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Two men, aged 30 & 46 have been found deceased in their crashed aircraft in the Gold Coast hinterland. The aircraft, on a flight to Maroochydore, was expected to arrive at 5:30PM AEST.

 

When the aircraft failed to arrive as expected, a search was initiated, and the wreckage was found at about 8:30PM AEST, located in bushland along Commissioners Flat Road in Peachester.

 

https://www.9news.com.au/national/sunshine-coast-hinterland-plane-crash-two-dead-in-peachester/f99a46f5-b8ae-4a58-bcd5-919c3634b390

 

RIP to those who perished. This is happening too often, lately.

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The instructor was from my airfield well known and the student was from the Sunshine coast. The aircraft was a C150 from Sunshine Coast Aero Club. Both died on impact. No details yet that we know of other than that

 

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was listening /watching an  ABC report 5 min ago, the Aerobat. It is reported, no mayday call was heard. That's about the only interesting tidbit. just a tv report of course... ...

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7 hours ago, RFguy said:

was listening /watching an  ABC report 5 min ago, the Aerobat. It is reported, no mayday call was heard. That's about the only interesting tidbit. just a tv report of course... ...

It happens.

When we are going out training with an instructor and he says "Today we're going to do some forced landings" it's possible to do 4 or 5 perfect ones becaise our brain has been alerted and dragged up the checks and radio phrase.

 

I had an instructor who liked to push things to the edge pulling engine failures in the most unlikely places, and then it's not so easy. Once at 1000' he get me into a very awkward place to make a forced landing from and I really had to work hard to find a suitable paddock, and harder to get in position to use its length but I'd pulled it off.

 

 Suddenly he yelled "WE'RE GONNA DIE!, WE'RE GONNA DIE!!!! and nobody knows where we are!"

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My thoughts go out to family and friends. Instructors do the industry a great service and it a great loss when accidents like this happen.

 

Turbo, I guess we all have had odd moments with instructors. I was doing my NVFR training circuits at a country strip and very dark night when the instructor firstly noticed we were on fire (exhaust flame under aircraft) and after an emergency landing and a few more circuits he spotted an aircraft on a conflicting course (reflection of dome light in window not moving across screen). Both events required me to assess the situation and take action. The first was get on the ground ASAP as only he could see the flames from the exhaust and the second was to realise it was a reflection and continue to fly. It was good training.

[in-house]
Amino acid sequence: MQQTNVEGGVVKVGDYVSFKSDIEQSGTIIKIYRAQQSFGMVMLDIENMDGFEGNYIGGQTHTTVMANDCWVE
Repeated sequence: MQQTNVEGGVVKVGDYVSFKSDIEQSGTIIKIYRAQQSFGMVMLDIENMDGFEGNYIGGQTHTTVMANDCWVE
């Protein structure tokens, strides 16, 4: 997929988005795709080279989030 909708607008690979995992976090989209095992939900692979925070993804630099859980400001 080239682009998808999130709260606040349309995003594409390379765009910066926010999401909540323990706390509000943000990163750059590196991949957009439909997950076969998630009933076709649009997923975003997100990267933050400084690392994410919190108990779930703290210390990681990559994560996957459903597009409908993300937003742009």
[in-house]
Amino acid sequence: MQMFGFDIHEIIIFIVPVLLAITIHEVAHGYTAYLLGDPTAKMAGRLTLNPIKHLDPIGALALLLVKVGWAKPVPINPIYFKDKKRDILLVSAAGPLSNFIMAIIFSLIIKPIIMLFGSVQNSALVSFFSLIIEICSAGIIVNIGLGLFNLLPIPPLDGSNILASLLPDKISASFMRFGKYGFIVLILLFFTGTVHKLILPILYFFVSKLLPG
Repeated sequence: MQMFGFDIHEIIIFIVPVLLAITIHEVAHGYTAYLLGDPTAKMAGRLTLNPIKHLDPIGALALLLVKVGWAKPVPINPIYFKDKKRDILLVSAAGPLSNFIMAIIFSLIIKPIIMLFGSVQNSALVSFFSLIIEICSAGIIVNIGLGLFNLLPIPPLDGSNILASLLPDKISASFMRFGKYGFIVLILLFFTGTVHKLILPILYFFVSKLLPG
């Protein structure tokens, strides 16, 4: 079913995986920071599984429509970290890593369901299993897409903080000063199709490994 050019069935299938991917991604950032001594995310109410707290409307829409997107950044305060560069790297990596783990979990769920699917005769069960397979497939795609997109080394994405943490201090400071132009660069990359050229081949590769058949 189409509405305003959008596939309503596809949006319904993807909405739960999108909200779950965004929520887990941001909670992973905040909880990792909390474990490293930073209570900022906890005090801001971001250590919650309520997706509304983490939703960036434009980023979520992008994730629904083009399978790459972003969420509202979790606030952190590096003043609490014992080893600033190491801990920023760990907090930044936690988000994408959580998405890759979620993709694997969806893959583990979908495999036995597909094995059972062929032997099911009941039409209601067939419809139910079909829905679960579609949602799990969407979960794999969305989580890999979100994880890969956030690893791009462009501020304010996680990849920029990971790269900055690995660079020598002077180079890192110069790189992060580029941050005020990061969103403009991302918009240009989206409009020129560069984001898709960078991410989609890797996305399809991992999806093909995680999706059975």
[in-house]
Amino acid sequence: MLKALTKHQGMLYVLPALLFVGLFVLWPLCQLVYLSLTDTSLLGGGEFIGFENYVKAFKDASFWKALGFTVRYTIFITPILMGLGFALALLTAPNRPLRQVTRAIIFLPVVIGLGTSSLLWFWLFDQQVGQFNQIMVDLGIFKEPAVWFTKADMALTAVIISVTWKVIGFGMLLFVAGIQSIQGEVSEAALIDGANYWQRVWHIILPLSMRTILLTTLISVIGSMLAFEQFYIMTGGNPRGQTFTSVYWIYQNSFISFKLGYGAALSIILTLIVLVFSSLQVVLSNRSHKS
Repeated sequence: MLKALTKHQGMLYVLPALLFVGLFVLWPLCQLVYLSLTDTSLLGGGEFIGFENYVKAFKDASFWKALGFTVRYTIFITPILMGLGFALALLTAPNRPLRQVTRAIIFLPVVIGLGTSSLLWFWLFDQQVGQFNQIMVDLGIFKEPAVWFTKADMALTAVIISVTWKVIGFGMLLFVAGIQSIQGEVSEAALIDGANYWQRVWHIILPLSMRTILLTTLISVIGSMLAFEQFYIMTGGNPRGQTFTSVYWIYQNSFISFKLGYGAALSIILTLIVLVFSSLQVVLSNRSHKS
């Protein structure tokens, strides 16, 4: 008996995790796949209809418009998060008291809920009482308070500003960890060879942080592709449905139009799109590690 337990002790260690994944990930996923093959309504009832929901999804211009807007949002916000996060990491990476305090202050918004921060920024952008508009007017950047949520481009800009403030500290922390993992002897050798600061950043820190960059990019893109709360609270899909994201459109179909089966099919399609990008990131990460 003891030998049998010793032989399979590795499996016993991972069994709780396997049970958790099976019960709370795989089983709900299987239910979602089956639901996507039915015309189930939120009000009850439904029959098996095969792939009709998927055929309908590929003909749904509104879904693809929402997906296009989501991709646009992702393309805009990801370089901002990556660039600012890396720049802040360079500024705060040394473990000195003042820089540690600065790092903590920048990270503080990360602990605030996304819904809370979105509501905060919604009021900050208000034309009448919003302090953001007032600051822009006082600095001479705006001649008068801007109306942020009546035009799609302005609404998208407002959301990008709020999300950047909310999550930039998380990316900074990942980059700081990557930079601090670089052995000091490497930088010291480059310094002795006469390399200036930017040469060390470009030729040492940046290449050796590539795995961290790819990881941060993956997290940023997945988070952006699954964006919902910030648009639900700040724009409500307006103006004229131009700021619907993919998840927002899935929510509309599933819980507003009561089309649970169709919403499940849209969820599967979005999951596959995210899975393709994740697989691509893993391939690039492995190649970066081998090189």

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Was just having a chat to my mate a very experienced pilot who was a ga instructor  and 737 captain.

He reminded me of the incident he had with a student in a 150 Aerobat years ago, when the seat back failed in a manoeuvre.???

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If the seat fails, you pull back on the control yoke/stick, usually your feet are off the ground under the panel. nowhere near the pedals ?

 

Experience with a 182, i know what i am talking about and survived because the aircraft was in trim.  I then had to move to the other seat at about 300 feet to keep flying the plane cause the seat had come right out of its rails and was not moving back.  There is an ATSB report somewhere

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Sometime wonder IF a cockpit voice recorder is a good idea, may assist for investigations?

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13 minutes ago, FlyBoy1960 said:

If the seat fails, you pull back on the control yoke/stick, usually your feet are off the ground under the panel. nowhere near the pedals ?

 

Experience with a 182, i know what i am talking about and survived because the aircraft was in trim.  I then had to move to the other seat at about 300 feet to keep flying the plane cause the seat had come right out of its rails and was not moving back.  There is an ATSB report somewhere

I think he was referring to an earlier response FB

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19 hours ago, jackc said:

Sometime wonder IF a cockpit voice recorder is a good idea, may assist for investigations?

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https://appareo.com/

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